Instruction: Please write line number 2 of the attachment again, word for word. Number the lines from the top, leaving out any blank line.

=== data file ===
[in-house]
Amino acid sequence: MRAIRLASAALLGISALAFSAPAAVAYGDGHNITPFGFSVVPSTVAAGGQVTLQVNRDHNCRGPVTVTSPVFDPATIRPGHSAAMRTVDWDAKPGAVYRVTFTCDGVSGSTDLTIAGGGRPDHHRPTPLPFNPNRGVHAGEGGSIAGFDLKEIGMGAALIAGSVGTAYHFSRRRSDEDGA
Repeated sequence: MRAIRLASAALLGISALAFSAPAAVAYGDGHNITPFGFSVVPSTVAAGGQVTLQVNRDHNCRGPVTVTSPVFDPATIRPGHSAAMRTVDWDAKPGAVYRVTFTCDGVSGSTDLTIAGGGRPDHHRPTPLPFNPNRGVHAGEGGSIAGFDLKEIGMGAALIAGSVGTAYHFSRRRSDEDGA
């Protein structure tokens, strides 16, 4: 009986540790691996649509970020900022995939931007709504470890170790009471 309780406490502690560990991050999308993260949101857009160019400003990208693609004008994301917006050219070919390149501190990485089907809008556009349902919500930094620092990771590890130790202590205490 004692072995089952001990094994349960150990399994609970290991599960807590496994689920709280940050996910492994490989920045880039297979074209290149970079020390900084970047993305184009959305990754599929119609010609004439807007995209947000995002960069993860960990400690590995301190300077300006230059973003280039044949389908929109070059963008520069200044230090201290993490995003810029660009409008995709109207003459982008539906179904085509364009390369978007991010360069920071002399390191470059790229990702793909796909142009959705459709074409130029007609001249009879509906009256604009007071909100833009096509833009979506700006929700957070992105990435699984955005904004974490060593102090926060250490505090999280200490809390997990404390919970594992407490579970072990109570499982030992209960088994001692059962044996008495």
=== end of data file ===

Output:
Amino acid sequence: MRAIRLASAALLGISALAFSAPAAVAYGDGHNITPFGFSVVPSTVAAGGQVTLQVNRDHNCRGPVTVTSPVFDPATIRPGHSAAMRTVDWDAKPGAVYRVTFTCDGVSGSTDLTIAGGGRPDHHRPTPLPFNPNRGVHAGEGGSIAGFDLKEIGMGAALIAGSVGTAYHFSRRRSDEDGA